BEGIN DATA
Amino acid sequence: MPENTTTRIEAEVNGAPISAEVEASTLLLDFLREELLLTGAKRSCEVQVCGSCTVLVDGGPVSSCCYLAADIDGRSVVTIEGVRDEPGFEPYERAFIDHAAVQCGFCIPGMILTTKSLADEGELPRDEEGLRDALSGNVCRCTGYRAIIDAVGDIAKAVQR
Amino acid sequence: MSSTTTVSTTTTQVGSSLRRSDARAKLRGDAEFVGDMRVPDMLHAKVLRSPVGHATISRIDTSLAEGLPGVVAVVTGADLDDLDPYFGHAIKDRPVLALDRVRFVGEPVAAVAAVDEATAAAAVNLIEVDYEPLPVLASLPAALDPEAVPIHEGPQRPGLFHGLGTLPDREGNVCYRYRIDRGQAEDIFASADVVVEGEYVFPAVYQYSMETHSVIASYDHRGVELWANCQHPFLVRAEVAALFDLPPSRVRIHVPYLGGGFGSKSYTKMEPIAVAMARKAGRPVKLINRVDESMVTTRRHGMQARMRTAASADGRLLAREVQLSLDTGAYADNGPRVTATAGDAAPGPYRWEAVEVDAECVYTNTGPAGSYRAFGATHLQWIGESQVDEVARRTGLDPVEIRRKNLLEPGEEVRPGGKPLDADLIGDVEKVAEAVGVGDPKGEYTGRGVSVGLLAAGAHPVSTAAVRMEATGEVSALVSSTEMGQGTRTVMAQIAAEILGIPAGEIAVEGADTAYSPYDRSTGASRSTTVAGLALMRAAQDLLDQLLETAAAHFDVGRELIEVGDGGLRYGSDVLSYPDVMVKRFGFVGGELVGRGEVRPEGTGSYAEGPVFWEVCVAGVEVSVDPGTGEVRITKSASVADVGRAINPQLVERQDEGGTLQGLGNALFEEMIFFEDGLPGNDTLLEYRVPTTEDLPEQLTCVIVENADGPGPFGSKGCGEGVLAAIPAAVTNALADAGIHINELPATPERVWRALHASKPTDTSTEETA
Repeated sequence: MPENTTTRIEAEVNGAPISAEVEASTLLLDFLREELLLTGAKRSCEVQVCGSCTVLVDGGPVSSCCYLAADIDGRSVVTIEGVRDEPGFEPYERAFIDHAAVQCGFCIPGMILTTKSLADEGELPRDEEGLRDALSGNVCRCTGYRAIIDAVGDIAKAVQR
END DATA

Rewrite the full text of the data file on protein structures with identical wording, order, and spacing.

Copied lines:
Amino acid sequence: MPENTTTRIEAEVNGAPISAEVEASTLLLDFLREELLLTGAKRSCEVQVCGSCTVLVDGGPVSSCCYLAADIDGRSVVTIEGVRDEPGFEPYERAFIDHAAVQCGFCIPGMILTTKSLADEGELPRDEEGLRDALSGNVCRCTGYRAIIDAVGDIAKAVQR
Amino acid sequence: MSSTTTVSTTTTQVGSSLRRSDARAKLRGDAEFVGDMRVPDMLHAKVLRSPVGHATISRIDTSLAEGLPGVVAVVTGADLDDLDPYFGHAIKDRPVLALDRVRFVGEPVAAVAAVDEATAAAAVNLIEVDYEPLPVLASLPAALDPEAVPIHEGPQRPGLFHGLGTLPDREGNVCYRYRIDRGQAEDIFASADVVVEGEYVFPAVYQYSMETHSVIASYDHRGVELWANCQHPFLVRAEVAALFDLPPSRVRIHVPYLGGGFGSKSYTKMEPIAVAMARKAGRPVKLINRVDESMVTTRRHGMQARMRTAASADGRLLAREVQLSLDTGAYADNGPRVTATAGDAAPGPYRWEAVEVDAECVYTNTGPAGSYRAFGATHLQWIGESQVDEVARRTGLDPVEIRRKNLLEPGEEVRPGGKPLDADLIGDVEKVAEAVGVGDPKGEYTGRGVSVGLLAAGAHPVSTAAVRMEATGEVSALVSSTEMGQGTRTVMAQIAAEILGIPAGEIAVEGADTAYSPYDRSTGASRSTTVAGLALMRAAQDLLDQLLETAAAHFDVGRELIEVGDGGLRYGSDVLSYPDVMVKRFGFVGGELVGRGEVRPEGTGSYAEGPVFWEVCVAGVEVSVDPGTGEVRITKSASVADVGRAINPQLVERQDEGGTLQGLGNALFEEMIFFEDGLPGNDTLLEYRVPTTEDLPEQLTCVIVENADGPGPFGSKGCGEGVLAAIPAAVTNALADAGIHINELPATPERVWRALHASKPTDTSTEETA
Repeated sequence: MPENTTTRIEAEVNGAPISAEVEASTLLLDFLREELLLTGAKRSCEVQVCGSCTVLVDGGPVSSCCYLAADIDGRSVVTIEGVRDEPGFEPYERAFIDHAAVQCGFCIPGMILTTKSLADEGELPRDEEGLRDALSGNVCRCTGYRAIIDAVGDIAKAVQR